Last weekend I had the pleasure and delight of dragging my 9-month pregnant body up to the mezzanine and over a score of already seated patrons to the last remaining seat in the packed middle of BAM’s Howard Gilman Opera House one last time, concluding my 2009 Next Wave Festival subscription. Honestly, with a new baby immanent and the weather frosty, it took my husband’s urging and driving skills to get me there…but I made it barely by curtain time (to my row-mates’ chagrin), and I was so glad.
A year ago I had seen Chunky Move at The Kitchen with GLOW, a solo work using amazing technology by which a white screen on the floor created real time, interactive shadows and shapes based on the dancer’s movement upon it. It was real eye candy, deftly conceived and impressively realized. So I thought I knew what I was in for and to some degree I did, similar to knowing that a forthcoming baby will presumably have a certain kind of wonderful anatomy and fascinating progress through life.
But there was so much more. Mortal Engine lavishly expanded upon GLOW in both scope and depth. The white screen stretched across most of the enormous stage area and was raked so that six dancers easily flowed over and across it. The same kind of light play occurred in ever complicating responses to the expert and serpentine performers, including interesting sections that featured the lower quarter or half of the screen raised forward as a wall. And late in the hour-long piece was a stunning section of green laser lines and shapes, shifting and flickering directly toward the audience through a moving 3-D canvas of smoke that was pumped from the stage and balconies. The effect (at once planetarium, Stone Mountain and V—Ger) was hypnotic, and at one climactic point I seriously wondered if we all were being ushered into an altered state of consciousness.
If we were, nobody seemed to mind. I’m always surprised when a NY audience responds to a work with no guile whatsoever, but genuinely, even palpably receives it with innocent delight. Throughout this piece, and especially during the laser play, there were audible gasps of enjoyment and wonder.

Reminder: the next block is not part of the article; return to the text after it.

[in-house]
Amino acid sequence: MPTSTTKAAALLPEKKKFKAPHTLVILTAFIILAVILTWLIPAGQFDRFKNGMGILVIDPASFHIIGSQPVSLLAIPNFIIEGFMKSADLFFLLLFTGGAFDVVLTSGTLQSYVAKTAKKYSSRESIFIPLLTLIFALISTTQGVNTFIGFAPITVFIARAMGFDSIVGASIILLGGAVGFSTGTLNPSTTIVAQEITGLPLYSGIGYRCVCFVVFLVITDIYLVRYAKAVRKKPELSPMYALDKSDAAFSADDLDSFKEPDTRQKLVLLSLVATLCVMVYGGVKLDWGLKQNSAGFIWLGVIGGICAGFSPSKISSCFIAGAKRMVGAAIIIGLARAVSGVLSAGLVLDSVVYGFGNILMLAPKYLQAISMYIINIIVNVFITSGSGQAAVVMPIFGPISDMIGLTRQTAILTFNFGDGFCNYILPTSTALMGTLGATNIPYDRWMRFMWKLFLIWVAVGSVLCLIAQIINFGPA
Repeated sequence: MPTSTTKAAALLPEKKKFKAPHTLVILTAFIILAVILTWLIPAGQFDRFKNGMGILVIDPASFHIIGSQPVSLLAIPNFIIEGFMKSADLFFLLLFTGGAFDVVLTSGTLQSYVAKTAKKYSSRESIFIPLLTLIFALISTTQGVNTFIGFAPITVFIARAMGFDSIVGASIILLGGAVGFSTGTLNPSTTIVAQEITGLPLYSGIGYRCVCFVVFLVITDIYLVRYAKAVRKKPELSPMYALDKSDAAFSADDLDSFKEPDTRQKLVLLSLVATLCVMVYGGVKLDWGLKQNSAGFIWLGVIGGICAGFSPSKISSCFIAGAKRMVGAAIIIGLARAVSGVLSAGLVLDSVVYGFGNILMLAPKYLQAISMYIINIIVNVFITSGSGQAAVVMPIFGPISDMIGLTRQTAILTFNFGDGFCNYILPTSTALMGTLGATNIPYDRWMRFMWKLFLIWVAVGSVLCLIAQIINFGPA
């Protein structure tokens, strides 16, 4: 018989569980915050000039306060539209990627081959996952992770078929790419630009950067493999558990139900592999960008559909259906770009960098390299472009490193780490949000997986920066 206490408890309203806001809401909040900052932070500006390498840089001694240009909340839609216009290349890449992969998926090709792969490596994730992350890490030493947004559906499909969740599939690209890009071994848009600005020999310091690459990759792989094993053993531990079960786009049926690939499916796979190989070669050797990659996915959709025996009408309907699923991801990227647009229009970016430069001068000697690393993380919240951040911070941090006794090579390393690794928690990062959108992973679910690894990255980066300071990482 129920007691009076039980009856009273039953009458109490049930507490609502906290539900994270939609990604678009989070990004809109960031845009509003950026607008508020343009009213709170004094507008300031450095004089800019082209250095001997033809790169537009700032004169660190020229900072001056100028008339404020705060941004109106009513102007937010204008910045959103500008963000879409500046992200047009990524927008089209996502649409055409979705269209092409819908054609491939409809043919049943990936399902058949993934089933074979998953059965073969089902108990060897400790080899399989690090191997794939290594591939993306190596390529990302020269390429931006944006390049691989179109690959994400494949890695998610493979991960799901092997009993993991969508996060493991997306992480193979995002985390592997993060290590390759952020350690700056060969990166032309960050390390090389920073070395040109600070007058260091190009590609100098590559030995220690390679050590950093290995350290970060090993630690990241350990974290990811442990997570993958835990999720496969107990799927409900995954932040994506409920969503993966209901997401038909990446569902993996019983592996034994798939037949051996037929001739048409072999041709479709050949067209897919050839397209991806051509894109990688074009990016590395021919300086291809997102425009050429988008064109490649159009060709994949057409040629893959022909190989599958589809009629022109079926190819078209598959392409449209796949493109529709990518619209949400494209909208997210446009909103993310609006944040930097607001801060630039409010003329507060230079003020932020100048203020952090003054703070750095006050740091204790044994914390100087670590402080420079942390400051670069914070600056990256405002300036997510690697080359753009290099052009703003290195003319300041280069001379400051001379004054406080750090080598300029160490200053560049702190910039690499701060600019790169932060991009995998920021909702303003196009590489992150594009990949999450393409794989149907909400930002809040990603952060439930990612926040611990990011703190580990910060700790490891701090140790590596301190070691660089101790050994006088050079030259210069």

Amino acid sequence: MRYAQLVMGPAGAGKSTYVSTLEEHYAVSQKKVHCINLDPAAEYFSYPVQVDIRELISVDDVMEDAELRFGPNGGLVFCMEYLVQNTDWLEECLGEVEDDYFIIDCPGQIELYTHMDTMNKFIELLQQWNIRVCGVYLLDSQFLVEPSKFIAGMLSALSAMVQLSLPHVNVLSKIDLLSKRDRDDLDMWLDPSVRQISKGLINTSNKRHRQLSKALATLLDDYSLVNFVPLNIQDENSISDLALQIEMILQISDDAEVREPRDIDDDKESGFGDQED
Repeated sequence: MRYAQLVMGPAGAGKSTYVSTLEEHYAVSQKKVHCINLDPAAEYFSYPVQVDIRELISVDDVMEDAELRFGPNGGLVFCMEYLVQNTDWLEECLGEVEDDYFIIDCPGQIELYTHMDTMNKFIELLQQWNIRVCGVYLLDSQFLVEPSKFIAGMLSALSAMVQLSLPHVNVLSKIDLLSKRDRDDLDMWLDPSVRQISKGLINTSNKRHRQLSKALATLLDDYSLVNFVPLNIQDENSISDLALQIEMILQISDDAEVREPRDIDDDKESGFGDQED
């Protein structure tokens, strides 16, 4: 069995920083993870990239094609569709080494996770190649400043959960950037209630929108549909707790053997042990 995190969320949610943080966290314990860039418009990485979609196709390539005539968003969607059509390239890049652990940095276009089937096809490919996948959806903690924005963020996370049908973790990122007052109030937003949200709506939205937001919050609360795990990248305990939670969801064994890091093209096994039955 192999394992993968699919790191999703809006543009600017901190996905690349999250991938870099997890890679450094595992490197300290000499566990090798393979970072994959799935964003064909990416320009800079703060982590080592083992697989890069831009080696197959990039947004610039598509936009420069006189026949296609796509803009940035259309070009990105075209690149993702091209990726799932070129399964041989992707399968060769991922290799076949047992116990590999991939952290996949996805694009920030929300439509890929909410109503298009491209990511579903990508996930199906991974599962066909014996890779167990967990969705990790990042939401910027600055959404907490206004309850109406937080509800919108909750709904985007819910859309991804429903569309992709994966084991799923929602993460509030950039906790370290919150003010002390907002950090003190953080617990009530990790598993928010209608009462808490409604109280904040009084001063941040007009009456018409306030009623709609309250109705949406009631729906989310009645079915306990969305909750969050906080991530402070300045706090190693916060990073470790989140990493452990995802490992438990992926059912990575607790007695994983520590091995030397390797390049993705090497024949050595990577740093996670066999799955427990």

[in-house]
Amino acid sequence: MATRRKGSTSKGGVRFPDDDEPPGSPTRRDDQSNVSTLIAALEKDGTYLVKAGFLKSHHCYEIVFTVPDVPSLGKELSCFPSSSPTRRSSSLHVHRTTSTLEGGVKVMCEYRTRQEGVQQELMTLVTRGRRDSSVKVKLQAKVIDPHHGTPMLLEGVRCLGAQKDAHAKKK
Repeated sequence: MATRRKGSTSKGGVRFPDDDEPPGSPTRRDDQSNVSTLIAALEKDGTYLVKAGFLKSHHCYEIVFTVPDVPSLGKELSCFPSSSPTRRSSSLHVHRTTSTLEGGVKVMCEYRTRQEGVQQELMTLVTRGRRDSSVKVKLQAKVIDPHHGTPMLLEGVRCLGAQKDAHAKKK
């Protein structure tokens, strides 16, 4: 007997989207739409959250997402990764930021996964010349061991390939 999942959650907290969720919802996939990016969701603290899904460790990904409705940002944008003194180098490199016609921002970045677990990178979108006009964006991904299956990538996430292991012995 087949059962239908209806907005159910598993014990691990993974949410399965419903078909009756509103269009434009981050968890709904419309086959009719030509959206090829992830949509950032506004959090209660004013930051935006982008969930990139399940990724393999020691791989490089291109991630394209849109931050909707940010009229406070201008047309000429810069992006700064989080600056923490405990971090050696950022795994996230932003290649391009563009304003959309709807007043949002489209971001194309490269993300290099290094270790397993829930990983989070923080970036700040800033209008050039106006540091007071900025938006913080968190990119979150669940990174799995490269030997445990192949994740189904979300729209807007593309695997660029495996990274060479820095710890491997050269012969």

The woman to my left was particularly gaspy, but I forgave her because I too was touched by Mortal Engine’s powerfully successful visual craft, which achieved its intended juxtaposition of cold technology with warm humanity to inspiring effect. I must admit I was initially dubious of this goal, which seemed kind of hackneyed and with potential for just being annoying. But they did it! The piece managed that elusive and nourishing wholeness that balances head, stomach and heart (or the trinitarian Idea, Craft and Spirit, says Dorothy Sayers in The Mind of the Maker). The concept, technology, set, costumes, movement and performers worked equally toward the machine/human interplay, and delivered.
I was frankly surprised at how poignant this theme became for me in Chunky Move’s capable hands. Perhaps it’s the ever-evolving quandary of how to deal with progress, and the creator’s rich and complex relationship with the creation. That sounds good, but I think in this case it had more to do with the performers. Clad in various forms of semi-transparent pajama-y undergarments, these virtuosic and, well, technical performers held nothing back, but gave themselves fully to the work in the most human way, evoking such a range of emotion while staying true to the work’s abstract aesthetic. They were fierce, they were bored, they huddled together, they exploded apart, they made love, they just stood there, and always with a most inspiring courage to be both masterful and vulnerable. At the curtain call, when the light shone directly on all of them for the first time, I warmed even more to these exquisitely accomplished and chiseled men and women, each of whom wore a refreshingly appreciative, almost sheepishly meek smile, as if so grateful and amazed to be a part of such an effort. Those Aussies. In short, thank you David for getting my belly in that seat, and thank you Chunky Move for offering this well-founded work just as I myself prepare to engage in some seriously human (but hopefully not mortal) engineering.